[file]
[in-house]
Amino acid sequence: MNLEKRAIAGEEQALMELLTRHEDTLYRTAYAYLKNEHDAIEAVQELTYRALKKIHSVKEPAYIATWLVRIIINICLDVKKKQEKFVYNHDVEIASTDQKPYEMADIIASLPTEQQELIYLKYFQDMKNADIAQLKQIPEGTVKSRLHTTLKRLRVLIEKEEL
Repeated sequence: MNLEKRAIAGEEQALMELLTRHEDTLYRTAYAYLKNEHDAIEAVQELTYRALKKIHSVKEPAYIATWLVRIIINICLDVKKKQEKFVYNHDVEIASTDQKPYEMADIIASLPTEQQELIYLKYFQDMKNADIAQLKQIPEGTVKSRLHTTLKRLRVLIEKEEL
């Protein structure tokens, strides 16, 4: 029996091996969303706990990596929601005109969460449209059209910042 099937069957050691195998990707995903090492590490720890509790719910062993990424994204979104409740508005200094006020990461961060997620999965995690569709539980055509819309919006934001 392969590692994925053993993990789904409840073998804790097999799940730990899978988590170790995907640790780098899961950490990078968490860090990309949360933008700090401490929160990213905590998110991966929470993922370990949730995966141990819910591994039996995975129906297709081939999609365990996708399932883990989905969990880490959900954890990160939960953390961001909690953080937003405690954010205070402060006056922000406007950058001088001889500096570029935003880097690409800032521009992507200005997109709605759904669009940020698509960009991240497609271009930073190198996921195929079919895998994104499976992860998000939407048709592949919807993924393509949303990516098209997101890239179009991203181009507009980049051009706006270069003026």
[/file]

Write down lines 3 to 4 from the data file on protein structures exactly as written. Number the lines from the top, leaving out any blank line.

Repeated sequence: MNLEKRAIAGEEQALMELLTRHEDTLYRTAYAYLKNEHDAIEAVQELTYRALKKIHSVKEPAYIATWLVRIIINICLDVKKKQEKFVYNHDVEIASTDQKPYEMADIIASLPTEQQELIYLKYFQDMKNADIAQLKQIPEGTVKSRLHTTLKRLRVLIEKEEL
């Protein structure tokens, strides 16, 4: 029996091996969303706990990596929601005109969460449209059209910042 099937069957050691195998990707995903090492590490720890509790719910062993990424994204979104409740508005200094006020990461961060997620999965995690569709539980055509819309919006934001 392969590692994925053993993990789904409840073998804790097999799940730990899978988590170790995907640790780098899961950490990078968490860090990309949360933008700090401490929160990213905590998110991966929470993922370990949730995966141990819910591994039996995975129906297709081939999609365990996708399932883990989905969990880490959900954890990160939960953390961001909690953080937003405690954010205070402060006056922000406007950058001088001889500096570029935003880097690409800032521009992507200005997109709605759904669009940020698509960009991240497609271009930073190198996921195929079919895998994104499976992860998000939407048709592949919807993924393509949303990516098209997101890239179009991203181009507009980049051009706006270069003026």